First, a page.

Ninth-grade dance students twisted and turned in tune with DNA replication Tuesday at the University of Utah's Marriott Center for Dance, portraying the impact fine arts can have on basic education.
Their mingling of science and art was one of many performances that help to not only develop excellent dancers but develop young people "who are useful, imaginative, worthwhile human beings," said Raymond Tymus-Jones, dean of the College of Fine Arts at the University of Utah. He was quoting Virginia Tanner, who founded the Tanner Dance program at the U.
The DNA dance marked the beginning of a new partnership between Tanner Dance and the U.'s College of Fine Arts and College of Education. The U.'s new model for arts in education is meant to serve as a benchmark for infusing fine arts into curricula in districts state and nationwide.
"It is critical that we not lose sight of the central role the arts play," said U. College of Education Dean Michael Hardman. "You cannot measure the kind of learning you are seeing tonight."
Children from the Tanner Dance program at the U., along with students at William Penn and Lincoln Elementary schools, danced to show how learning the arts helped them to learn other subjects as well. The DNA dance was done to honor Mario Capecchi's Nobel Prize as well as exemplify the integration and intertwining of arts and education the new partnership plans to do.
"Artistic expression, like DNA, is what makes us unique as individuals and also what defines us as common members of the human family," said host James Lee Sorenson.
National studies, he said, have proven that study of the arts helps students improve learning in core subjects and also perform better on achievement tests. According to local data, students at Jackson Elementary School, a Title 1 school in the Salt Lake City School District, score 42 percent higher in language arts and 63 percent higher in math than students at comparable schools. Sorensen said it is due to the fact that each student learns to play the violin in fourth grade.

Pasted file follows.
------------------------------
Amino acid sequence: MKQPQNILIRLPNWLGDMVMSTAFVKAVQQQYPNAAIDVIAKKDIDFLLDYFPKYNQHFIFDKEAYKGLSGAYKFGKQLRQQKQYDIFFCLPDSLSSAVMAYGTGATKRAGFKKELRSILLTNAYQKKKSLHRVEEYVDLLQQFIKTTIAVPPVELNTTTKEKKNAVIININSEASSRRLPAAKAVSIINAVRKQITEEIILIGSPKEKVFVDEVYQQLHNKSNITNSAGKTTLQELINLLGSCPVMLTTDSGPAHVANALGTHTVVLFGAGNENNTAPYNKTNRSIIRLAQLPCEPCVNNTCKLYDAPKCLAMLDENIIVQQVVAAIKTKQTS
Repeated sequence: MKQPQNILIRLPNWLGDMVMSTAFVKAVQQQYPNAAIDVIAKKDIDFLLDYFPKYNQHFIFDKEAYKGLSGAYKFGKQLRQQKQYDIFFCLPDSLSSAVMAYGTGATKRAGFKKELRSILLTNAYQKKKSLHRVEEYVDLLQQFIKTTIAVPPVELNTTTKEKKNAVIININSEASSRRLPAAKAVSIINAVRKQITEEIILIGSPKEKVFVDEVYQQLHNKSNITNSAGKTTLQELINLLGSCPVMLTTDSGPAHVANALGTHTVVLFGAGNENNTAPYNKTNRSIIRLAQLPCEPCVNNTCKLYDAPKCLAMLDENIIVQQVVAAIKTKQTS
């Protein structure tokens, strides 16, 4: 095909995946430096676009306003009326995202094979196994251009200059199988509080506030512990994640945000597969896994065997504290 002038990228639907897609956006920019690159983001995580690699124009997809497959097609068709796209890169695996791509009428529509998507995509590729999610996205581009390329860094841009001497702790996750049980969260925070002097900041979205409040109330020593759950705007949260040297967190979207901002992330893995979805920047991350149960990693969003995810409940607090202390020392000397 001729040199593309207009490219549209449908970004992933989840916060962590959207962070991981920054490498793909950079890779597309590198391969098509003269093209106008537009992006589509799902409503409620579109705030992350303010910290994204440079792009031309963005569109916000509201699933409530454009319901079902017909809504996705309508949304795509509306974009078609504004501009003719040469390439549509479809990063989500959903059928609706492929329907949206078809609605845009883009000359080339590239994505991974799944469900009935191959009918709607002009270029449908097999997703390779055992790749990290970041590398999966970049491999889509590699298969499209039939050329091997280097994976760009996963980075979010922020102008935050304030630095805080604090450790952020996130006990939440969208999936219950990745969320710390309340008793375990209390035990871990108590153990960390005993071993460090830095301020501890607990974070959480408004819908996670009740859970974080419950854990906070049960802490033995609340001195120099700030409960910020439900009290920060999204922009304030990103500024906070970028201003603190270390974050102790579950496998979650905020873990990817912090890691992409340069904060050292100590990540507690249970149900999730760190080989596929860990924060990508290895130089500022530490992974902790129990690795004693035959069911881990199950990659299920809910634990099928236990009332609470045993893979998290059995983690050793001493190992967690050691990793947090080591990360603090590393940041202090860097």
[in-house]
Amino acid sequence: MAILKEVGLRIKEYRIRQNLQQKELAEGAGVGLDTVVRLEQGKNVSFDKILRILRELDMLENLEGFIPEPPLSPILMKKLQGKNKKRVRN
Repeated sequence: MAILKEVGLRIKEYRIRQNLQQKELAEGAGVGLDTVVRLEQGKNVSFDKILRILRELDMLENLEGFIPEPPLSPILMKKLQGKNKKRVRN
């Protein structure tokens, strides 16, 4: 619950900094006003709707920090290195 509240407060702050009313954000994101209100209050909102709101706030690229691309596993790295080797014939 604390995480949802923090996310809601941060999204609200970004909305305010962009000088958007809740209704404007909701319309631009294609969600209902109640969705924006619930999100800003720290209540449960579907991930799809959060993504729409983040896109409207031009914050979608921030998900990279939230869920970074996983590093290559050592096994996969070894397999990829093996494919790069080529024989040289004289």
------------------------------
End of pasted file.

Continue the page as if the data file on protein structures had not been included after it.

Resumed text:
"We believe the arts have not only a synergistic effect on education but help to produce well-balanced, better qualified and motivated students and workers in our community," Sorenson said.
Katharine Dalton teaches fifth grade at Lincoln and said that "without dance, my class would not be the community that we are." She uses the art to help her students relax but also energize their minds and help them "express themselves in creative ways." Her class depicted the six traits of writing through a dance called "Boost."
"Using the arts enlivens the learning process," said Mary Ann Lee, director of the Tanner Dance Program. "It allows us to look holistically at education." Children, she said, learn in different ways and by incorporating different modes of learning such as moving and singing, "more children are able to learn more."
The proximity of the disciplines at the U. makes the unprecedented partnership more feasible, Lee said. "There isn't another site where this is all happening simultaneously."
In addition to the announcement of the partnership marking the integration of colleges, the school plans to build a new Arts and Education Complex on its campus, to serve as a model for statewide use. The new studio facility will offer resources for teaching and using fine arts in multiple disciplines as well as provide a location for centralized learning."This is a once-in-a-lifetime opportunity to be part of a lifelong phenomenon," Tymus-Jones said. He encouraged anyone interested in contributing to the changing future of education in Utah to contact the U.'s College of Education, College of Fine Arts or the Tanner Dance program.